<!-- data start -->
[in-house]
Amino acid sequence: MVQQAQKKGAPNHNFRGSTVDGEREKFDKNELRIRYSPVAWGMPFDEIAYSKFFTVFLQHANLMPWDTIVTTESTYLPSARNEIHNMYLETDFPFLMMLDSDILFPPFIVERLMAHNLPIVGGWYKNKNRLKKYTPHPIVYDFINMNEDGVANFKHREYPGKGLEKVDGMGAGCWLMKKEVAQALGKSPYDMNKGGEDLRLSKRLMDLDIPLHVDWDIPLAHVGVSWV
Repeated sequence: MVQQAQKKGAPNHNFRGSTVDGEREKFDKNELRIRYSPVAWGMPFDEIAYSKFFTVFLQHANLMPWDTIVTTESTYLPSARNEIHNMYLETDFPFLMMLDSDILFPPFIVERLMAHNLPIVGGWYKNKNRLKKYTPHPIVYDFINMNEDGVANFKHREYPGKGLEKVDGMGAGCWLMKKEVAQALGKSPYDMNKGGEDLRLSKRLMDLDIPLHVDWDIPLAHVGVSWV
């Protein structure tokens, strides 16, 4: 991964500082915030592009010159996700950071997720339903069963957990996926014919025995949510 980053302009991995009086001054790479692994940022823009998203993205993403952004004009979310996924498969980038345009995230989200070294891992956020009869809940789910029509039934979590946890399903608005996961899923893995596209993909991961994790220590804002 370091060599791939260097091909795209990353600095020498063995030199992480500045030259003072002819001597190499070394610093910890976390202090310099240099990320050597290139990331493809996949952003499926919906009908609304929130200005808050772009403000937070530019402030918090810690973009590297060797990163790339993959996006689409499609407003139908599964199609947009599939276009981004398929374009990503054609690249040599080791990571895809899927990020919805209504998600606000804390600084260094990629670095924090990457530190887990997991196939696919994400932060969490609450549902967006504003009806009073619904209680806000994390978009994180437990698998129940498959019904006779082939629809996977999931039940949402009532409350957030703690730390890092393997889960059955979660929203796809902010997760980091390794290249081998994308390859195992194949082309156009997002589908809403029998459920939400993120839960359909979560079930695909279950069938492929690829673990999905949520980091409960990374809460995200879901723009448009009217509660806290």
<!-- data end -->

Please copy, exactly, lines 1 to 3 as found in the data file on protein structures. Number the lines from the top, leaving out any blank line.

[in-house]
Amino acid sequence: MVQQAQKKGAPNHNFRGSTVDGEREKFDKNELRIRYSPVAWGMPFDEIAYSKFFTVFLQHANLMPWDTIVTTESTYLPSARNEIHNMYLETDFPFLMMLDSDILFPPFIVERLMAHNLPIVGGWYKNKNRLKKYTPHPIVYDFINMNEDGVANFKHREYPGKGLEKVDGMGAGCWLMKKEVAQALGKSPYDMNKGGEDLRLSKRLMDLDIPLHVDWDIPLAHVGVSWV
Repeated sequence: MVQQAQKKGAPNHNFRGSTVDGEREKFDKNELRIRYSPVAWGMPFDEIAYSKFFTVFLQHANLMPWDTIVTTESTYLPSARNEIHNMYLETDFPFLMMLDSDILFPPFIVERLMAHNLPIVGGWYKNKNRLKKYTPHPIVYDFINMNEDGVANFKHREYPGKGLEKVDGMGAGCWLMKKEVAQALGKSPYDMNKGGEDLRLSKRLMDLDIPLHVDWDIPLAHVGVSWV